We spent 4 days in Cambrils, as the Yamaha needed to order a part from Holland to do my valve adjustment and this gave us time to wash everything that was dirty, the results of the weeks of rain, sleet and smoke endured from Greece to here. We cleaned up everything, including our bike gear, boots, gloves, helmets, etc.
When we left, we stopped by the reception to say goodbye to George, the boss' son, and thanked him for his generosity. We pulled the money out to pay, but he said: "No, there is no payment necessary, it is my gift to you!" I fought it for a while but he said, No way! Thank you George for your kindness shown to strangers and for giving us a great time in Cambrils Amphora D'Arcs campsite.

We headed slowly towards Valencia; the wind was still creating havoc on the street and was fooling around with my bike again. We arrived in Valencia around noon and I pulled into the City of Arts and Sciences, a major landmark of Valencia and great site to see. As we rode under the great arches, we noticed lots of filming cranes and screens and security everywhere. We pulled to have lunch and I checked online to see what the big deal was. We found out that George Clooney is filming his Disney's Tomorrowland movie in Valencia as it looks very futuristic. We rode our bike ride under his movie set if I didn't know better I would think that he planned his shoot exactly when I was riding through there, just to see my bike

An hour later we were pulling into the La Marina International Camping, a great place by the sea where a lot of retired Europeans are spending their winter in this huge village, designed for their campers. These people were really nicely set, with terraces and carpets under canopies, with flowers and lights and barbeques and everyone seemed to know each other. We arrived there and felt immediately that we are like aliens to them. Imagine all the fancy campers nicely set on campus and among them my little tent and my bike. When we rode to our site, everyone came out of their campers to see what is happening. People took photos of us and the bike and asking me all sorts of questions. They were from Sweden, Germany, Netherlands, Belgium, Austria, etc. Nice advertising for my expedition!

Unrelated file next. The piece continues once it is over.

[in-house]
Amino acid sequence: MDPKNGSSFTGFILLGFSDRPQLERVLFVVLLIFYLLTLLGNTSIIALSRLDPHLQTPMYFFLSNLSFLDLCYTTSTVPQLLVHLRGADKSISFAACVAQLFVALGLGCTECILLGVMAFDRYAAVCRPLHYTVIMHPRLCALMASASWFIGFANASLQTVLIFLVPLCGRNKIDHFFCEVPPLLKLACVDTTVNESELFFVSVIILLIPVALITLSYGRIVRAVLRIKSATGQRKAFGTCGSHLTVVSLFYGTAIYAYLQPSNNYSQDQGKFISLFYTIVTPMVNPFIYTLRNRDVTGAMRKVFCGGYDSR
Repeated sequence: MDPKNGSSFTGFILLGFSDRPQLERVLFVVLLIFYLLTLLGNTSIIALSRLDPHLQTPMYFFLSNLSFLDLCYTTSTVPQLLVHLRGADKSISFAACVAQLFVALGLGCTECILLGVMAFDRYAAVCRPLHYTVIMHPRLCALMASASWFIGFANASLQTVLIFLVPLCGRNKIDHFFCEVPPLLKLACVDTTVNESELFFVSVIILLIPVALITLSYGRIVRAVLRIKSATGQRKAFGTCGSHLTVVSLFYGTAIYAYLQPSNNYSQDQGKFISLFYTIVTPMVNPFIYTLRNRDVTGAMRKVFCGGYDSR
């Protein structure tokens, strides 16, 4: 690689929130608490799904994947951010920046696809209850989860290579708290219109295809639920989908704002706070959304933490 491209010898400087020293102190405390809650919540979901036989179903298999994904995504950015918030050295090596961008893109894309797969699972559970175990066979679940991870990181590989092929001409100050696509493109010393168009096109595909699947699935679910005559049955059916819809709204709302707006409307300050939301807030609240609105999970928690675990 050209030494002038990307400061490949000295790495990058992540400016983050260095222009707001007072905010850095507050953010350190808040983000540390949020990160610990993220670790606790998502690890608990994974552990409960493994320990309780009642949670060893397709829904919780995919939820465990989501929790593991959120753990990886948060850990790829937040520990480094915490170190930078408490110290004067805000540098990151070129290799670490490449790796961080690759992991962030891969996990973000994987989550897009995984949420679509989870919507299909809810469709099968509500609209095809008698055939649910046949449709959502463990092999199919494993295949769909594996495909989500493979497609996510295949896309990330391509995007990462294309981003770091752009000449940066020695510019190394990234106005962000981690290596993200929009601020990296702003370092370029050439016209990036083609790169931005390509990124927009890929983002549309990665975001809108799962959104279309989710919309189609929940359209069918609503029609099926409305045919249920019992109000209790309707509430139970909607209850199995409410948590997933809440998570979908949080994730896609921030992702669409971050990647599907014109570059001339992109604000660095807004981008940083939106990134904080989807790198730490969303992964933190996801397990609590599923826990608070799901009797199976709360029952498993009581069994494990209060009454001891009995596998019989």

Two days later, after a relaxing camping experience and nice strolls by the Med Sea, we headed towards beautiful Andalusia. Only this name provokes in me great visions of landscapes, poetry, great food and amazing people with their dances, music and customs. Rolling hills packed with perfect citrus orchards and olive trees line each side of the road. Soft sunlight was warming the already blooming trees and everything seemed out of this world. I was falling in love fast with this place and the beautiful Spanish people. We enjoyed the beauty of Almeria, where John Lennon wrote his Strawberry Fields Forever song while shooting the film: How I Won the War in Spain, in 1966. His statue rests in the centre of the town.